Having finished his duties in Sydney with yesterday’s presentation to analysts and fund managers, Rupert Murdoch has returned to the city of his birth, Melbourne, to catch up with his mother, sisters, loyal Herald Sun workers and maybe a politician or two.

When he visits Dame Elisabeth at Cruden Farm in Narre Warren, the topic could well turn to the forthcoming Victorian election and that very old money Melbourne family that goes so far back with the Murdochs – the Baillieus.

Ronald Younger’s Keith Murdoch: Founder of a Media Empire mentions the Baillieu family on 26 different pages including the following about the late 1800s in Melbourne:

By chance, at the same time as Patrick Murdoch (Rupert’s grandfather) began ministering to Prospect Hill parishioners, the Camberwell area was receiving attention from William Lawrence Baillieu, a dynamic land salesman who had recently arrived in Melbourne after successful business ventures in the colony’s gold-mining centre of Castlemaine … Baillieu established his residence, Heathfield, on the crest of Prospect Hill Road half a dozen blocks from where the Murdoch family lived.

During the Prospect Hill years Baillieu and the Reverend Murdoch found common ground in something of an obsession with the game of golf. Clive Baillieu, eldest of the Baillieu children, and three years younger than Keith, joined the Fairholme boys in 1895. He was a natural leader and later became captain of the school; the friendship that developed between the son of the business tycoon and the son of the clergyman was to endure in coming years as each made his way to notable success in the world.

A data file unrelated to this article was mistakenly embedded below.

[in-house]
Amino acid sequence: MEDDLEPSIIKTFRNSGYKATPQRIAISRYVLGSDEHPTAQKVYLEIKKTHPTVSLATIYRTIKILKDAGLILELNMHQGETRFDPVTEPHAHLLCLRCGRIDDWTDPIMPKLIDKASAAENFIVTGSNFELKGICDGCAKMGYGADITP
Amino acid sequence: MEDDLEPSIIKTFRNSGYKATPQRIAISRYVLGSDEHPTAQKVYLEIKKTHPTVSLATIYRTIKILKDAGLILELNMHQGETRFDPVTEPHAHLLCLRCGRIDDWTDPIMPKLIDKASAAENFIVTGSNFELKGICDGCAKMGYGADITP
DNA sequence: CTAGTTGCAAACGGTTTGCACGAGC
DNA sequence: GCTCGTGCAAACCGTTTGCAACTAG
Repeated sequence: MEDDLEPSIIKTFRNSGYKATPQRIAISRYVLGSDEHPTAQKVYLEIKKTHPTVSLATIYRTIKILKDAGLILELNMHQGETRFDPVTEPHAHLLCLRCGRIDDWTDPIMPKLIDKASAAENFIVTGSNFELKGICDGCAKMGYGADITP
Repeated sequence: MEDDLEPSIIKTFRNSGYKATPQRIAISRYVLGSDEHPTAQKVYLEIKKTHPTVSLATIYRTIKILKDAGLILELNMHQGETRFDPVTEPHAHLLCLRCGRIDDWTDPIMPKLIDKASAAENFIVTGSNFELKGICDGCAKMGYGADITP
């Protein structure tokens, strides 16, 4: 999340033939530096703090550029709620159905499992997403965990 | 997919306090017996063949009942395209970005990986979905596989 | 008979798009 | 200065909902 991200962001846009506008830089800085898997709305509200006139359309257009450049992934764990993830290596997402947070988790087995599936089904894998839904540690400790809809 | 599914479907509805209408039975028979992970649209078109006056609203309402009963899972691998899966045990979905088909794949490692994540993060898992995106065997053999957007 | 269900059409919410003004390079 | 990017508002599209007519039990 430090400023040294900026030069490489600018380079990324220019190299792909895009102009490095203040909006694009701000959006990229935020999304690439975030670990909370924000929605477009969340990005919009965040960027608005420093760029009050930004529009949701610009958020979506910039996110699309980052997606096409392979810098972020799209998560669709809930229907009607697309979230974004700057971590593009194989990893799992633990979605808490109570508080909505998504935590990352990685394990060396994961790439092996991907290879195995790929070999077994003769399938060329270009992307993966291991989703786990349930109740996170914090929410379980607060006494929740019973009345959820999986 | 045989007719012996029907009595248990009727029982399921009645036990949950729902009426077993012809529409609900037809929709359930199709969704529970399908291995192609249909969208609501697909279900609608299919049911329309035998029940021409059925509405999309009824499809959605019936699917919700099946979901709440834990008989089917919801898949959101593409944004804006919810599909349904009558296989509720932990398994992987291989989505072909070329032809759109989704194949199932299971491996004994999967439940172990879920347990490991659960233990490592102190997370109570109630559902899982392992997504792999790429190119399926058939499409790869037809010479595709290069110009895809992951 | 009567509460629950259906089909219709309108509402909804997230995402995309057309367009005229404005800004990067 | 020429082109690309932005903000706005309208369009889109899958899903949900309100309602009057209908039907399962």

All of this begs the question as to how close the two families are today and whether close family histories will count for anything in the forthcoming Victorian election campaign. Don’t be surprised if Rupert catches up with both Premier Steve Bracks and new opposition Ted Baillieu while visiting Melbourne, as he usually likes to personally size up the talent before an election.

Rupert’s family are certainly up to their ears in Liberal politics and in a position to influence Victorian politics in a major way through the world’s highest penetration newspaper, the Herald Sun, and more than 100 local and regional papers across the state. Dame Elisabeth traditionally displays Liberal posters on Cruden Farm during elections, her daughter Janet Calvert-Jones chairs the Herald & Weekly Times board and, most importantly, Rupert’s brother-in-law John Calvert-Jones is Federal Treasurer of the Liberal Party.

So here we have the most powerful media outlet in Victoria chaired by the sister of the man responsible for funding the Liberal campaign and led by someone who is an old family friend of the Murdochs. The Bracks Government will almost certainly win comfortably, but don’t be surprised if the Herald Sun gets right behind Ted Baillieu, provided he scrubs up as a credible alternative premier.

Peter Fray

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